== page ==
It is worthwhile to reflect on the importance of Awards in supporting the commitment and optimism of all design professionals striving to make the world a better and more sustainable place – often against heavy odds. In the face of a dogma of denial, for example where urban sprawl is touted as ‘good for us’ by our most senior Federal Government politicians, this year’s Award winners eloquently defeat faddish arguments against good planning, and reflect a rising demand for careful, creative design. However, the Jury noted a paucity of entries demonstrating excellence in the design of our sprawling outer suburbs.
This Award is unique, bridging at least three environmental disciplines that draw on the interrelationships between landscape, built form, and movement. This year, the Jury gave two Australia awards and three special theme awards.
The Balaclava Walk and Community Housing project
The lead designers were MGS Architects, and the client was the City of Port Philip. Port Philip Council inaugurated a program
to provide shelter and affordable accommodation throughout the community, which gave rise to this small-scale example of urban regeneration.
The block-scale program provides for now completed rooming house accommodation, as well as for new shops, local parking and bicycle storage. It also improves access to train services while removing dangerous and neglected areas. The built form presents a fresh and eclectic face, and relies on visual surveillance principles to reduce the risk of street crime. Artists Ben McKeown and William Kelly (also see article on page 2), ESD specialists, and property consultants were all an integral part of the design team.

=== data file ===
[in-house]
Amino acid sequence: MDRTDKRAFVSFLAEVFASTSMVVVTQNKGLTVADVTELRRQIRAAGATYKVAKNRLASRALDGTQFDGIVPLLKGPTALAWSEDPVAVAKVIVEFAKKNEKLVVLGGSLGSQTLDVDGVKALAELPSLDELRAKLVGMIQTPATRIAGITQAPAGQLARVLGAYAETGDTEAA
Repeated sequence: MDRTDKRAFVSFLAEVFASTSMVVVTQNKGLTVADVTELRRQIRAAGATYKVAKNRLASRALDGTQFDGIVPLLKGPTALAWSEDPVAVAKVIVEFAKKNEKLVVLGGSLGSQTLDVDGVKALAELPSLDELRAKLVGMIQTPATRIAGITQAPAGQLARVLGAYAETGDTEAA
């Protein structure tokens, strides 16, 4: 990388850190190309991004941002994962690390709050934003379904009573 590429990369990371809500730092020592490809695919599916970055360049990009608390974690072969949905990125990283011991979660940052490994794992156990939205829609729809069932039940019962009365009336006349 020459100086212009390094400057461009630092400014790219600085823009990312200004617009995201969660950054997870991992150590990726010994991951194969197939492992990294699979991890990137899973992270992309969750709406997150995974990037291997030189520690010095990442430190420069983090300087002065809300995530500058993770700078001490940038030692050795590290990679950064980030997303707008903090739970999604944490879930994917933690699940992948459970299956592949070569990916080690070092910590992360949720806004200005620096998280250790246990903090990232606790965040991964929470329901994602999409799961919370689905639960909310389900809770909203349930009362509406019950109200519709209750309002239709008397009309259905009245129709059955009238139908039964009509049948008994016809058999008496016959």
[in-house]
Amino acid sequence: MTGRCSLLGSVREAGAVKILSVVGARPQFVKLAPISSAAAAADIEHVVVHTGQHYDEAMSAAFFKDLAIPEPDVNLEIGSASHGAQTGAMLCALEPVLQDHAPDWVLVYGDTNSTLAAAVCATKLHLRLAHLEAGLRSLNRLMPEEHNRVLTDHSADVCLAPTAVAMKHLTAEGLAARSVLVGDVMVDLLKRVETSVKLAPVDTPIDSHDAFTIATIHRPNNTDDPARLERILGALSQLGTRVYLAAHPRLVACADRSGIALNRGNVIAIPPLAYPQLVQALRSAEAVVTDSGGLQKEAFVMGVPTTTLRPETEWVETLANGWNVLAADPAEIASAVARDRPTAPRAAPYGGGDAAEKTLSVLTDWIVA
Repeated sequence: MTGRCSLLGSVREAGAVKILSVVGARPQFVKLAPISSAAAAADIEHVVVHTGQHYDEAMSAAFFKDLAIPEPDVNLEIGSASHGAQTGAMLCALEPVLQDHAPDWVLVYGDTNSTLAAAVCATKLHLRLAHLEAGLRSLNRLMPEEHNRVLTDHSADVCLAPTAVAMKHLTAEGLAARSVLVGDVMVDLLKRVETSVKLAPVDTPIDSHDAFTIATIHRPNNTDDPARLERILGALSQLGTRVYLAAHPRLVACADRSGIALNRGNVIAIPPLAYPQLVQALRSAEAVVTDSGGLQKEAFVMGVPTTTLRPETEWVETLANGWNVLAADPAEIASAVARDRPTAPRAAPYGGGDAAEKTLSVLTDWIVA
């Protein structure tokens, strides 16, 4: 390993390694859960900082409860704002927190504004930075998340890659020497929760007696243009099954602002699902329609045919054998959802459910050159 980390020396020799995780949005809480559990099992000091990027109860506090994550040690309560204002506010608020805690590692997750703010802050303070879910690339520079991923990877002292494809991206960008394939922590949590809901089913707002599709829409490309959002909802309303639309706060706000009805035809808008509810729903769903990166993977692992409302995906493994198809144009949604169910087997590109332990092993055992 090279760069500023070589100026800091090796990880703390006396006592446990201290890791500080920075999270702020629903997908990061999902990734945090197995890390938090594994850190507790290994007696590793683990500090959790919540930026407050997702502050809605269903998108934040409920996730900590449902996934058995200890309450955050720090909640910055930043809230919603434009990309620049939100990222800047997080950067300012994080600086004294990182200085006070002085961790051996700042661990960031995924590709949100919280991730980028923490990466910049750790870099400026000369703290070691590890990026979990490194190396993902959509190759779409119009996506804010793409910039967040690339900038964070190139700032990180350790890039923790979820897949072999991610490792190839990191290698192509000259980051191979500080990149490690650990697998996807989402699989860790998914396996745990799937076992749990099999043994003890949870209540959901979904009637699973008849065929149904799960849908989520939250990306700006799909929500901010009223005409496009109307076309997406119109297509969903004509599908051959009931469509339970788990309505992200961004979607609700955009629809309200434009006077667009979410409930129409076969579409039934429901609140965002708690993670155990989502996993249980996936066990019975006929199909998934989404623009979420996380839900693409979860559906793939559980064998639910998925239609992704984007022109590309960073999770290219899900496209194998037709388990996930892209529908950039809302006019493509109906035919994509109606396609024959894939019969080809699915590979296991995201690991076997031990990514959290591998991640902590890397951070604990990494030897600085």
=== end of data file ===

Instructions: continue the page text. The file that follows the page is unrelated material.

North Terrace Redevelopment, Adelaide
The lead designers were Taylor Cullity Lethlean, and the client was the City of Adelaide. North Terrace has been taken for granted as Adelaide’s premier boulevard, but in reality the public spaces were somewhat neglected. The new world of open spaces, fountains, surfaces, artistic indulgences, sombre statements, trees and flowers are distinctly and tastefully conservative. The project reinforces Adelaide’s cultural pride and economic strength, and adds to Taylor Cullity Lethlean’s strong record of accomplishments.
The Education Award went to the ‘My Neighbourhood’ project, sponsored by Landcom, New South Wales, with credits
to Nectarine, Annand Alcock Urban Design, and Gabrielle Morrish Urban Design.
The Publication Award was given for a pair of compendiums authored by Professor Alexander Cuthbert and published by Blackwell: Designing Cities (2003) is a selection of rich and variegated published clippings assembles literature relevant to the subject. The Form of Cities, (2006) is a critical introduction into theoretical and philosophical underpinnings of the practice of urban design.
The Public Domain Award was given to the Sandridge Bridge Precinct Redevelopment. The lead designer was the Design and Culture Division, City of Melbourne, with artist Nadim Karam and Atelier Hapsitus, Beirut, Lebanon, and the client was the Victorian Department of Sustainability and Environment and the City of Melbourne.